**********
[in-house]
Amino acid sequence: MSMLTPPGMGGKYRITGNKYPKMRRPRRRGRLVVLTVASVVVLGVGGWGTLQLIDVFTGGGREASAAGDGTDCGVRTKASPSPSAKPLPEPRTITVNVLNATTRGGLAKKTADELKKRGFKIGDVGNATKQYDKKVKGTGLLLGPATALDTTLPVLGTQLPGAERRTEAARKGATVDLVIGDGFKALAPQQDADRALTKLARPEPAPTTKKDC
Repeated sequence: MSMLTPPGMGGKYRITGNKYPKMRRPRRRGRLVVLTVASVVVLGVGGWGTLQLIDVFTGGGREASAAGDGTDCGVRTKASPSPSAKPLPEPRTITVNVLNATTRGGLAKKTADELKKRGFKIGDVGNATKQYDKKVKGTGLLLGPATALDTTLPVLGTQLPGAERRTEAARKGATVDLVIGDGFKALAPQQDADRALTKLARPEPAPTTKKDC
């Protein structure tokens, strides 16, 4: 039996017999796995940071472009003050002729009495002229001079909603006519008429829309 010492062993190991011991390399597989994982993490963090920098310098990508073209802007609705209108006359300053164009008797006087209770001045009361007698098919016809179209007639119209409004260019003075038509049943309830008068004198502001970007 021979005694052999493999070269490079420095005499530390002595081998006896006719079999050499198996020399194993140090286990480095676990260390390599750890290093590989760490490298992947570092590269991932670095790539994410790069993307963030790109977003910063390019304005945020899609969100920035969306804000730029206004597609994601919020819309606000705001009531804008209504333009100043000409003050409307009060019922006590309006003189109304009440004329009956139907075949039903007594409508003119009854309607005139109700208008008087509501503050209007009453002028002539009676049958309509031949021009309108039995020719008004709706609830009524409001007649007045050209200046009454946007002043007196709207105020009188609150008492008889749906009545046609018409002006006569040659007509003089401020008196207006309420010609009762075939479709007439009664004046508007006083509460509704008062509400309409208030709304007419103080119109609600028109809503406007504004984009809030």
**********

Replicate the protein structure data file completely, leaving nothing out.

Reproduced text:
[in-house]
Amino acid sequence: MSMLTPPGMGGKYRITGNKYPKMRRPRRRGRLVVLTVASVVVLGVGGWGTLQLIDVFTGGGREASAAGDGTDCGVRTKASPSPSAKPLPEPRTITVNVLNATTRGGLAKKTADELKKRGFKIGDVGNATKQYDKKVKGTGLLLGPATALDTTLPVLGTQLPGAERRTEAARKGATVDLVIGDGFKALAPQQDADRALTKLARPEPAPTTKKDC
Repeated sequence: MSMLTPPGMGGKYRITGNKYPKMRRPRRRGRLVVLTVASVVVLGVGGWGTLQLIDVFTGGGREASAAGDGTDCGVRTKASPSPSAKPLPEPRTITVNVLNATTRGGLAKKTADELKKRGFKIGDVGNATKQYDKKVKGTGLLLGPATALDTTLPVLGTQLPGAERRTEAARKGATVDLVIGDGFKALAPQQDADRALTKLARPEPAPTTKKDC
């Protein structure tokens, strides 16, 4: 039996017999796995940071472009003050002729009495002229001079909603006519008429829309 010492062993190991011991390399597989994982993490963090920098310098990508073209802007609705209108006359300053164009008797006087209770001045009361007698098919016809179209007639119209409004260019003075038509049943309830008068004198502001970007 021979005694052999493999070269490079420095005499530390002595081998006896006719079999050499198996020399194993140090286990480095676990260390390599750890290093590989760490490298992947570092590269991932670095790539994410790069993307963030790109977003910063390019304005945020899609969100920035969306804000730029206004597609994601919020819309606000705001009531804008209504333009100043000409003050409307009060019922006590309006003189109304009440004329009956139907075949039903007594409508003119009854309607005139109700208008008087509501503050209007009453002028002539009676049958309509031949021009309108039995020719008004709706609830009524409001007649007045050209200046009454946007002043007196709207105020009188609150008492008889749906009545046609018409002006006569040659007509003089401020008196207006309420010609009762075939479709007439009664004046508007006083509460509704008062509400309409208030709304007419103080119109609600028109809503406007504004984009809030």